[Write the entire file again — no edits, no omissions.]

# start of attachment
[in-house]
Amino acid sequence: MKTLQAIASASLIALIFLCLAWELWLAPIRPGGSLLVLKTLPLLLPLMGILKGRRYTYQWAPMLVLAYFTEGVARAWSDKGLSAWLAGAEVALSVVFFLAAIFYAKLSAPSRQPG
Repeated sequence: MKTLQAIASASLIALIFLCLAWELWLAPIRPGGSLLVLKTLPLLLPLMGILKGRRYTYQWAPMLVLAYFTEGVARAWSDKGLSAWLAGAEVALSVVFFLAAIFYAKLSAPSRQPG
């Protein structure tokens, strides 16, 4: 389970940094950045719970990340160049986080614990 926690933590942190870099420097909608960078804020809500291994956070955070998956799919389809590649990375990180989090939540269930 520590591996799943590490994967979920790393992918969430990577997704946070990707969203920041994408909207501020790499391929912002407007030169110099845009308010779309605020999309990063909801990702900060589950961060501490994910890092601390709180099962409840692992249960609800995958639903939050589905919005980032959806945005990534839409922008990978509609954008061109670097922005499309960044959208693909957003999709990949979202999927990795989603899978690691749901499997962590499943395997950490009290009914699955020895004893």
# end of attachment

[in-house]
Amino acid sequence: MKTLQAIASASLIALIFLCLAWELWLAPIRPGGSLLVLKTLPLLLPLMGILKGRRYTYQWAPMLVLAYFTEGVARAWSDKGLSAWLAGAEVALSVVFFLAAIFYAKLSAPSRQPG
Repeated sequence: MKTLQAIASASLIALIFLCLAWELWLAPIRPGGSLLVLKTLPLLLPLMGILKGRRYTYQWAPMLVLAYFTEGVARAWSDKGLSAWLAGAEVALSVVFFLAAIFYAKLSAPSRQPG
């Protein structure tokens, strides 16, 4: 389970940094950045719970990340160049986080614990 926690933590942190870099420097909608960078804020809500291994956070955070998956799919389809590649990375990180989090939540269930 520590591996799943590490994967979920790393992918969430990577997704946070990707969203920041994408909207501020790499391929912002407007030169110099845009308010779309605020999309990063909801990702900060589950961060501490994910890092601390709180099962409840692992249960609800995958639903939050589905919005980032959806945005990534839409922008990978509609954008061109670097922005499309960044959208693909957003999709990949979202999927990795989603899978690691749901499997962590499943395997950490009290009914699955020895004893």